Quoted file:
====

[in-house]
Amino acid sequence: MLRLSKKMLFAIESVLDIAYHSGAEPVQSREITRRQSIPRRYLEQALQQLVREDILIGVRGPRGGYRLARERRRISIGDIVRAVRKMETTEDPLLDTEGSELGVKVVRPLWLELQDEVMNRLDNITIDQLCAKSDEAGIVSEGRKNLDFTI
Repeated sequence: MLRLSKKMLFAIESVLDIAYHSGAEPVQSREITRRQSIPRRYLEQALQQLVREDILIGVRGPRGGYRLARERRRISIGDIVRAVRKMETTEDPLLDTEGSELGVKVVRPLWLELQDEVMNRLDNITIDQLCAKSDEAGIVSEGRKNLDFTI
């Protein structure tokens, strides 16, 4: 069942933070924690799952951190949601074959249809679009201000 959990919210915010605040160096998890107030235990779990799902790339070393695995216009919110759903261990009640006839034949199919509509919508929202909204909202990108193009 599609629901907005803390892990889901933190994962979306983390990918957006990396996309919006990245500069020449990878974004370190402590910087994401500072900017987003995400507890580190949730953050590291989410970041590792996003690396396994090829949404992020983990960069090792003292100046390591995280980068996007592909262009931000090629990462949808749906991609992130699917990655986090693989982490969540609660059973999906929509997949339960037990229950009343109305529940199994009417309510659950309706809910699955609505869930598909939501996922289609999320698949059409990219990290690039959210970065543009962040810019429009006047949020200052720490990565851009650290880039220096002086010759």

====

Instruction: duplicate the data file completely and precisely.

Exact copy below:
[in-house]
Amino acid sequence: MLRLSKKMLFAIESVLDIAYHSGAEPVQSREITRRQSIPRRYLEQALQQLVREDILIGVRGPRGGYRLARERRRISIGDIVRAVRKMETTEDPLLDTEGSELGVKVVRPLWLELQDEVMNRLDNITIDQLCAKSDEAGIVSEGRKNLDFTI
Repeated sequence: MLRLSKKMLFAIESVLDIAYHSGAEPVQSREITRRQSIPRRYLEQALQQLVREDILIGVRGPRGGYRLARERRRISIGDIVRAVRKMETTEDPLLDTEGSELGVKVVRPLWLELQDEVMNRLDNITIDQLCAKSDEAGIVSEGRKNLDFTI
């Protein structure tokens, strides 16, 4: 069942933070924690799952951190949601074959249809679009201000 959990919210915010605040160096998890107030235990779990799902790339070393695995216009919110759903261990009640006839034949199919509509919508929202909204909202990108193009 599609629901907005803390892990889901933190994962979306983390990918957006990396996309919006990245500069020449990878974004370190402590910087994401500072900017987003995400507890580190949730953050590291989410970041590792996003690396396994090829949404992020983990960069090792003292100046390591995280980068996007592909262009931000090629990462949808749906991609992130699917990655986090693989982490969540609660059973999906929509997949339960037990229950009343109305529940199994009417309510659950309706809910699955609505869930598909939501996922289609999320698949059409990219990290690039959210970065543009962040810019429009006047949020200052720490990565851009650290880039220096002086010759």